My weekly movie reviews. You can also read these on letterboxd.

This week I look at two new feature films and a limited series released this year.


Thirteen Lives (2022)

Rating: 4.5 out of 5 Stars

It’s a shame this film wasn’t given a wider theatrical release. It’s a moving story that deserves the big screen experience, not because it’s a blockbuster spectacle but because audiences should be focused for its 2 hour plus runtime, held in a dark room for this intense journey Ron Howard has created without the relief of a pause button.

The Hollywood craftsman has never been one of my favorites. He rarely surprises or astounds me but now and then has delivered some solid work. Every once in a while, he achieves greatness (with A Beautiful Mind especially). Thirteen Lives may be one of his finest achievements. Howard is wise not to over-dramatize the rescue of the Thai soccer team. He uses very little music throughout this long but never boring film and when he does, it’s a minimal hypnotic score. The cinematography is purposefully bland, almost like news footage, and this cleverly places us even more in the footsteps of the amazing individuals who went through the experience.

The acting is also understated, highlighted by yet another incredible performance from Viggo Mortensen. He continues to prove himself the most versatile of American leading men. Who else could make a French-Algerian Western, a handful of Spanish-speaking films, and pull off a flawless British accent here? He never repeats himself and with two great films so far this year (Crimes of the Future is the other one), it really feels like there is no one in his league.

I wish I could have seen this on the big screen. I wish we all could have but that shouldn’t stop you from queuing it up at home. It’s one of the best of the year.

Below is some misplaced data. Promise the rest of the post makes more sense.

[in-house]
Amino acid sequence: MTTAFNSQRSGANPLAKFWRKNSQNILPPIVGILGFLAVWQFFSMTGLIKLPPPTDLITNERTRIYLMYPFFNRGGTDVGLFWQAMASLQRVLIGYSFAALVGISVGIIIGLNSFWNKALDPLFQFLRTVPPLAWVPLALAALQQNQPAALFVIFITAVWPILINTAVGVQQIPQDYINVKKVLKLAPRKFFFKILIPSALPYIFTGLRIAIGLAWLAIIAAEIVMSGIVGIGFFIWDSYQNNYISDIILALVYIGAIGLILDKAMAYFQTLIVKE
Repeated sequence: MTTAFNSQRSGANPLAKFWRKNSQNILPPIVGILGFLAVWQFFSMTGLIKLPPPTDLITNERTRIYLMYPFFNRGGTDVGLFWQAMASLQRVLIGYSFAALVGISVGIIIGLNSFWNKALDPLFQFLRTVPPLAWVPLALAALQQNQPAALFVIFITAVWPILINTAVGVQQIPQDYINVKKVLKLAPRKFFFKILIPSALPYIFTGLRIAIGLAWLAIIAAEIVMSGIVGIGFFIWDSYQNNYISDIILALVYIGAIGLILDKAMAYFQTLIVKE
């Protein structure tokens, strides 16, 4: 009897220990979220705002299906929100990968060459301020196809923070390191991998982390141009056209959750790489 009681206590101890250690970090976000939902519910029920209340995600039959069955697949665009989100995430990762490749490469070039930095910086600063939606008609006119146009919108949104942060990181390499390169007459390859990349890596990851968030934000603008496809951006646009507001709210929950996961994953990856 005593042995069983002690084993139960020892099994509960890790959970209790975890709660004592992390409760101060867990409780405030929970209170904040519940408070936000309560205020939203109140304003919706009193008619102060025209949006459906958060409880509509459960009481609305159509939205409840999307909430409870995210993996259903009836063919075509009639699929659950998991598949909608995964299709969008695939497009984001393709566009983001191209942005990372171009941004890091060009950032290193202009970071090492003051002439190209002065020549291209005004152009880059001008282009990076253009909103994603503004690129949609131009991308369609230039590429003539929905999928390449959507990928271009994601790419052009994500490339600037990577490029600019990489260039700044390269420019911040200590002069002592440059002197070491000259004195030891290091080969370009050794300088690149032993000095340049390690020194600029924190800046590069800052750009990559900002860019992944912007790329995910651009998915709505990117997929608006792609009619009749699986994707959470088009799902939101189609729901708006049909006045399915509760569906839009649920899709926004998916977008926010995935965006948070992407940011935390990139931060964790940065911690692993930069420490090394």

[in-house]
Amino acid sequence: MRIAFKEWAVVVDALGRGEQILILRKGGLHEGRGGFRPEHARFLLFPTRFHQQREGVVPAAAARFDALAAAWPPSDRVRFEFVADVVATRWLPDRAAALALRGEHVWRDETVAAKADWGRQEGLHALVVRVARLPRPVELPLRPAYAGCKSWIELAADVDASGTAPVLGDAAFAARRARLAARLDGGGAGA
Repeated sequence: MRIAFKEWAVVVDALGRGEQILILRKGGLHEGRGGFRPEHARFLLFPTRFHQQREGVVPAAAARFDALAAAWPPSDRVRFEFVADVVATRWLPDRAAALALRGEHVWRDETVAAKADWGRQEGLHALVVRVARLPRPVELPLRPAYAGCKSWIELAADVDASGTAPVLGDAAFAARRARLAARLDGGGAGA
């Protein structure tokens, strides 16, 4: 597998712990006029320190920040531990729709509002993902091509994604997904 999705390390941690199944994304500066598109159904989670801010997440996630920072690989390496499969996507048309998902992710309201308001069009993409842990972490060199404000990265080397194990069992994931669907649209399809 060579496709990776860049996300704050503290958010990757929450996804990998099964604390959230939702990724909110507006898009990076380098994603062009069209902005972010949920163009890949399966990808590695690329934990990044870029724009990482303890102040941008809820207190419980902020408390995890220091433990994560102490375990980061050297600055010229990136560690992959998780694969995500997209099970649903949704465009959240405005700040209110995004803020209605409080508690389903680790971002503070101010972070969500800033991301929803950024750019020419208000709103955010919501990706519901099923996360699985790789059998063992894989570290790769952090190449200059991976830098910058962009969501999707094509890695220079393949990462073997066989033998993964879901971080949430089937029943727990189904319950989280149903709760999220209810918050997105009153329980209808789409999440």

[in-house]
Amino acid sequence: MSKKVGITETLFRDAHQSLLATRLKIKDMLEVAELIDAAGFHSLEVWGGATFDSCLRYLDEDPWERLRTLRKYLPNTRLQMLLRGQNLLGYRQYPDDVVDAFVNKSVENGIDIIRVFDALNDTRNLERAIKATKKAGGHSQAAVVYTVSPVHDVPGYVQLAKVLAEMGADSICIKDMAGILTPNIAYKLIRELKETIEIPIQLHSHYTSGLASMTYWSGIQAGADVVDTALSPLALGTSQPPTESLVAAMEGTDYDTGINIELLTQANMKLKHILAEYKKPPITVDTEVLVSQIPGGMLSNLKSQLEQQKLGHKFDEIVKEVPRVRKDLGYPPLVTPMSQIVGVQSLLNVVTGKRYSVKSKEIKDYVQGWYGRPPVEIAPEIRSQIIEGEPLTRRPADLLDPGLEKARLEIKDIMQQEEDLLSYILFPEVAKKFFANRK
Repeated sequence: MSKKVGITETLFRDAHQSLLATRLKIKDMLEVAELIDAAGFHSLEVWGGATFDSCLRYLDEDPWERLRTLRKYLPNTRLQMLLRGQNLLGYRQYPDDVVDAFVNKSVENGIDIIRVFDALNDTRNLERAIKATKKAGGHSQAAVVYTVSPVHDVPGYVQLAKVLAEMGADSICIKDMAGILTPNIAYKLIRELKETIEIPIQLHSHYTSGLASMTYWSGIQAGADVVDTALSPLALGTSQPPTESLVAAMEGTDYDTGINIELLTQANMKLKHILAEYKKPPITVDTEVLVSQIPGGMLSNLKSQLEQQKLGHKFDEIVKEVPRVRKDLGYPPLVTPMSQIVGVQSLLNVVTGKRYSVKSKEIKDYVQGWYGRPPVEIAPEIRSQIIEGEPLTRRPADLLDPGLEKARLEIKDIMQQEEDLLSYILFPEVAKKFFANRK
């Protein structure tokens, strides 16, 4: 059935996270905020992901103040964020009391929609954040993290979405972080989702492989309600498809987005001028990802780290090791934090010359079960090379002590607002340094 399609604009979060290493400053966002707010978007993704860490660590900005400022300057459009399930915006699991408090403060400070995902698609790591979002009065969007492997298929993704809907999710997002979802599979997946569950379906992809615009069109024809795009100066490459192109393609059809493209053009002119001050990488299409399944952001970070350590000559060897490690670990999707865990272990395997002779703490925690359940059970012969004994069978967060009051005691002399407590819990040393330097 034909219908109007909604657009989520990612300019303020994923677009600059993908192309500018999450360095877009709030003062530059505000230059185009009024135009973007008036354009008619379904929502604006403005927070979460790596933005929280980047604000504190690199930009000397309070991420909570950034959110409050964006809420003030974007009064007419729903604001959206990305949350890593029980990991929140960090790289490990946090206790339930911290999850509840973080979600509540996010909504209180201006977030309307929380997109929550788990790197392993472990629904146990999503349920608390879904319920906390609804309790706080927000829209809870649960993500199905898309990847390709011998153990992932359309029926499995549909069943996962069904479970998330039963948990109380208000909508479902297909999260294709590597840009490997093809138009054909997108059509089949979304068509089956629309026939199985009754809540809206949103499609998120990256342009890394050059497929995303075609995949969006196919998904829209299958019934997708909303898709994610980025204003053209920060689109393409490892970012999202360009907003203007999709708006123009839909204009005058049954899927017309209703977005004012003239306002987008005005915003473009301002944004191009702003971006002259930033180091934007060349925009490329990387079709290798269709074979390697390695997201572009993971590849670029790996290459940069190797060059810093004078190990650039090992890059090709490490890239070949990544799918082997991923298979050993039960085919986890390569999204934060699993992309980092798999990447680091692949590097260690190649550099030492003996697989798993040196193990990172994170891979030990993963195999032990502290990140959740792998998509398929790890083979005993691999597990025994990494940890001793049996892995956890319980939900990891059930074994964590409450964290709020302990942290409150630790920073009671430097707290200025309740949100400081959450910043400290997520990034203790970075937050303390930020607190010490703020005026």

Watched on Amazon Prime.


This is Gwar (2022)

Rating: 4 out of 5 Stars

To be honest, my experience with this band was limited to memories of their ridiculous album covers which I sold during my days working at Zia Records. So based on Shudder’s programming and an enticing trailer, I went into this film pretty unaware of the band’s story. I’m happy to report that I enjoyed this humorous and endearing (yes, endearing) film about Gwar’s journey.

I’d recommend the film to other non-Gwar fans and even people who don’t like heavy metal music because ultimately this is a tale of the creative spirit, of being bold and doing something different. As an independent filmmaker, I could relate to Gwar’s struggles, their highs and lows, their internal squabbles. I admired their persistence and their commitment to unapologetically be who they are. As mentioned before, the film is quite touching. The tragedies these people have experienced are real and haunting.

I may not be blasting their music on a consistent basis but I have a newfound respect for this one-of-a-kind band and fondness for this film.

Watched on Shudder


Black Bird (2022)

Rating: 3.5 out of 5 Stars


So many of these new shows start with a bang and then peter out. The Old Man comes to mind, which began with so much strength and lost steam around episode four. It’s the opposite effect of shows like The Wire, which took a lot to get into but were cooking by mid-season. Black Bird is better than The Old Man but unfortunately it is still uneven.

The big surprise for this viewer was Taron Edgerton. Spying his filmography, his output over the last ten years hasn’t interested me at all however Taron is clearly capable of not only carrying a show/movie, he has the potential to be one of our top leading men. His complicated convict character is reason enough to watch Black Bird. And anyway who saw Richard Jewel should not be surprised that Paul Walter Hauser delivers an equally complex, unpredictable performance. Finally, Ray Liotta gives us one of his last great parts. It’s heartbreaking and hard to watch him.

But overall, the filmmakers lead us down too many trails, failing to focus on what really matters in this story. The subplots serve only to confuse and not to enrich the narrative. By the time the show comes to its end and very few of those tangents reach a conclusion, I felt the creators made a big mistake by not simplifying their execution.

Watched on Apple TV